It's been ten years since the greatest comeback in competitive video games happened. In the decade since Daigo Umehara and Justin Wong met in a fateful match of Street Fighter III: Third Strike, EVO Moment 37 has become the stuff of legend. The myriad low-res videos that capture their match-up have been watched more than a million times. Now there's a book about it.
You can watch EVO Moment #37 over and over again and still shake your head in disbelief at what's happening. Two of the world's best video game players locked in battle, with one seemingly ready to effortlessly pound his opponent into submission. Then, the player closest to being knocked out executes a perfect series of parries, swatting away more than a dozen rapid-fire attacks to roar back to the unlikeliest of victories.
EVO Moment #37 is an iconic video game happening, equivalent perhaps to sports legends like The Catch from the 1982 NFC Championship Game, Babe Ruth's "called shot" in 1932 or the U.S. men's hockey team's Miracle on Ice at the 1980 Olympics. All those instances shocked audiences because a wild explosion of player skill and circumstance upended the preordained narrative. It looked like one thing might happen and then something else on way out on the far edge of probability happens instead.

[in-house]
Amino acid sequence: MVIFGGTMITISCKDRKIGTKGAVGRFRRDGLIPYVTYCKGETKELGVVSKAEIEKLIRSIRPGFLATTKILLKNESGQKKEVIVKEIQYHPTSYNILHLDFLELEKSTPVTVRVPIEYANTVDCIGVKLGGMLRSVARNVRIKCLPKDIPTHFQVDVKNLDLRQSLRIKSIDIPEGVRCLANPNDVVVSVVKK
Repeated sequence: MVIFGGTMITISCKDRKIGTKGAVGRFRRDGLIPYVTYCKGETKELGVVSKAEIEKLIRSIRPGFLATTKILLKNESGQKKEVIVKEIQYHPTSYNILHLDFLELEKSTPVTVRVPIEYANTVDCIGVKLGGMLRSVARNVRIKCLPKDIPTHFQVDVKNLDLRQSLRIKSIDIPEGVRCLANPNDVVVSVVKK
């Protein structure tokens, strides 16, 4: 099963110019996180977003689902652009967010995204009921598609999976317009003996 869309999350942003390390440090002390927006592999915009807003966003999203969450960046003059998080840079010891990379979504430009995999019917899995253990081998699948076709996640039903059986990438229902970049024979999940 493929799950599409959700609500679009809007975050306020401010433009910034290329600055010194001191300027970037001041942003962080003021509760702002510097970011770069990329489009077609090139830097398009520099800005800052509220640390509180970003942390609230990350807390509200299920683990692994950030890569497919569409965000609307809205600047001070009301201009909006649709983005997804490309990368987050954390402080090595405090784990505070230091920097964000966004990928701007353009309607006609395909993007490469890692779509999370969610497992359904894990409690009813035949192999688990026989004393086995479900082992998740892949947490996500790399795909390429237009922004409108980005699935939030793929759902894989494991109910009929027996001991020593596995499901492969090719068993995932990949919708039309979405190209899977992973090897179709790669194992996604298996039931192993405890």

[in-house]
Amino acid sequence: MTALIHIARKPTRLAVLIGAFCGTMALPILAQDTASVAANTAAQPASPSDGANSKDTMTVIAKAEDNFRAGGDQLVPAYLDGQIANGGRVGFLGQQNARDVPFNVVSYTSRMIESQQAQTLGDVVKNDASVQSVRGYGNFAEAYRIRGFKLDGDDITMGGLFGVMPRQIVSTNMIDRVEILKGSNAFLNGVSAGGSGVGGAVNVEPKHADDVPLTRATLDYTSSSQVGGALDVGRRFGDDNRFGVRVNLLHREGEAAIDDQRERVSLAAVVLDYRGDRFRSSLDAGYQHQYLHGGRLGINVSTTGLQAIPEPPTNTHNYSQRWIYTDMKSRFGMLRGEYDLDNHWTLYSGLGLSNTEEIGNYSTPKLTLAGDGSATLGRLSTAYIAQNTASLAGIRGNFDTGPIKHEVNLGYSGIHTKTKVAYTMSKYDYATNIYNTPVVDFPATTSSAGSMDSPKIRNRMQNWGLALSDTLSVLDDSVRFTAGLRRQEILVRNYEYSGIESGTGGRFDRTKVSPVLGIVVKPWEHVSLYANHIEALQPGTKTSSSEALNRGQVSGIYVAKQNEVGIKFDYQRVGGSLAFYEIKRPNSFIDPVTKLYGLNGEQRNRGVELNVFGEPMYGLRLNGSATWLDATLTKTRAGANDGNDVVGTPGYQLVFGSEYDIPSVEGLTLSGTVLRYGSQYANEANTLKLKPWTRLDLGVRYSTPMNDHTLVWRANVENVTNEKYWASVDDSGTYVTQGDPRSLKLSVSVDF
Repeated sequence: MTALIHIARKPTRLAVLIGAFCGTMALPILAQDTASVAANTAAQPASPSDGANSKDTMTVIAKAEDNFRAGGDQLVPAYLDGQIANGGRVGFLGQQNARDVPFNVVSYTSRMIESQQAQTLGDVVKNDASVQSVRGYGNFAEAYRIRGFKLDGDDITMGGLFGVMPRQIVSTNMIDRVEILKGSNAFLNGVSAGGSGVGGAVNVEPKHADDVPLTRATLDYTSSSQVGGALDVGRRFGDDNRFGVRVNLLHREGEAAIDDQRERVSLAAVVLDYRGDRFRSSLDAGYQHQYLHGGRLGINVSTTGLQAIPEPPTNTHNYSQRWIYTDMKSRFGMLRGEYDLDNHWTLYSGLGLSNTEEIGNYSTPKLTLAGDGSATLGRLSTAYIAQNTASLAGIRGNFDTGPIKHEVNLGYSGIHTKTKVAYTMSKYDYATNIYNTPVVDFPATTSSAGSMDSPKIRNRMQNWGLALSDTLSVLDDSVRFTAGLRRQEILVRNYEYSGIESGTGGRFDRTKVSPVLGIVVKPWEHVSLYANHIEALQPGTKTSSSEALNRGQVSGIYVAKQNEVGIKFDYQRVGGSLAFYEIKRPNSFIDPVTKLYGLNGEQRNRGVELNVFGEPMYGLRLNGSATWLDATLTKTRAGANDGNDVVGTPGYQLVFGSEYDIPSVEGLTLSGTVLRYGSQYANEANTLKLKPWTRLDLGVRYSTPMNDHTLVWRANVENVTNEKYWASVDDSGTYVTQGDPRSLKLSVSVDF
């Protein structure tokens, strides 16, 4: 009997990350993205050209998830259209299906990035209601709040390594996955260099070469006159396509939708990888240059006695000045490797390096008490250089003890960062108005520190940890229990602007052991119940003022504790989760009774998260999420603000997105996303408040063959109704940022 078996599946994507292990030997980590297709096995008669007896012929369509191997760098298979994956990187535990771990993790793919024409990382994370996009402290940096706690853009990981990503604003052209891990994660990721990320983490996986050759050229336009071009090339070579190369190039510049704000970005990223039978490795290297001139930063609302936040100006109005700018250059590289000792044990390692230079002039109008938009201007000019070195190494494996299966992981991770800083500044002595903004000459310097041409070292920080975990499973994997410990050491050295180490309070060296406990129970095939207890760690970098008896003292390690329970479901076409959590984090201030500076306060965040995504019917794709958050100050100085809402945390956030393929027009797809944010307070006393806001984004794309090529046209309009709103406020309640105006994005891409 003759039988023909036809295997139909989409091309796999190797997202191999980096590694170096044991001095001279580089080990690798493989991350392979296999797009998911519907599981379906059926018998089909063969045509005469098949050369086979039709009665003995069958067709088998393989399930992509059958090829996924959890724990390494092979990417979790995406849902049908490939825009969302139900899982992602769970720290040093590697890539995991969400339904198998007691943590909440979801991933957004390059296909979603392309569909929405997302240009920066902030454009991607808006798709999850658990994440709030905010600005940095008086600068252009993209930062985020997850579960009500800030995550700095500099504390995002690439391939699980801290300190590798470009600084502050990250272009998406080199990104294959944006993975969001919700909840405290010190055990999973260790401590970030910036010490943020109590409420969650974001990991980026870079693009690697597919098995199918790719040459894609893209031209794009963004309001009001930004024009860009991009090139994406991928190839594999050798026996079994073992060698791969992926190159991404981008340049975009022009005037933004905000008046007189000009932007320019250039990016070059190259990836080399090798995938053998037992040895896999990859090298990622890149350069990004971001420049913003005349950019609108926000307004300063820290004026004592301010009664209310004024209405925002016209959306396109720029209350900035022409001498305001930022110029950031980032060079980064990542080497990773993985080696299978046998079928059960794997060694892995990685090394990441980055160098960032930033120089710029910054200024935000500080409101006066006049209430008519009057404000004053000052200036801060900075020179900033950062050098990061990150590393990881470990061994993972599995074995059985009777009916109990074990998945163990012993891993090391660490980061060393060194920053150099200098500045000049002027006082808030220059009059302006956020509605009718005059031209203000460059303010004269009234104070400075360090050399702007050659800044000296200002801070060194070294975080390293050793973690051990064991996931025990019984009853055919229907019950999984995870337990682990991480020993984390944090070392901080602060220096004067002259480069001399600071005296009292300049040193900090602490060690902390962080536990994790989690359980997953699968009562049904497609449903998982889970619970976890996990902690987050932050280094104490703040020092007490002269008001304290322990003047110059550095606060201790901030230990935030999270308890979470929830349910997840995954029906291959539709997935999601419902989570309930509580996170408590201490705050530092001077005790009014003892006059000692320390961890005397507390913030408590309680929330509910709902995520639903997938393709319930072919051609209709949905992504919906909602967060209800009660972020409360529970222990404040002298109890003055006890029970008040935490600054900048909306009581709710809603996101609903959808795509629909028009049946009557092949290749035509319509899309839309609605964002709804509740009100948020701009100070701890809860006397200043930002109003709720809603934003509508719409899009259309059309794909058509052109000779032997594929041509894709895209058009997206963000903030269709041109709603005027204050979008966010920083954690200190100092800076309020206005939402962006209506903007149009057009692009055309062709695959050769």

Glenn Cravens is one of the people who became enthralled by when he watched the 57-second video clip years ago. The thirtysomething sportswriter decided to track down the people and events that led up to the Umehara/Wong match and weave his findings into a self-published book called EVO Moment 37. Cravens—a former competitive player who used to run fighting game tournaments himself—was kind enough to answer my e-mail questions shortly after the book came out. You can see our exchange below.
Kotaku: What are the biggest differences between the fighting game scene of 2004 and 2014?
Glenn Cravens: The biggest change, from my view, is where the players were born from. In 2004, a lot of players started in the arcades, but there were many others who came from the home console. It was probably 50 percent arcade-born, 50 percent home-born. Today, you or I would be hard pressed to find anyone who completely started in the arcades, given the downturn of the arcade economy and the continued rise of home play and mobile play, so that number is probably 9 percent arcade born, 90 percent home born, 1 percent mobile born.
The knowledge curve has risen sharply over these past 10 years, and we can thank video and mobile technology for that. In 2004, players had to scrap for video footage, getting a tape on the pseudo-black market in order to learn new moves and playstyles. Also, the world wasn't as connected back then, so if you had a strategy that was unbeatable, you could hide it from the rest of the nation/world and win tournaments with ease until someone figured it out. Today, there are tournament matches that are up on social networking sites as quickly as 5 minutes after they happened. There are more highlights of tournaments that we can do with these days. People broadcast their practice sessions. Strategies are no longer hidden for a long time. If a new "tech" is figured out, it is worldwide within a day. If someone lost a match at a tournament, he or she could pull up a mobile phone and try to find the answer and then immediately play their opponent again trying to learn.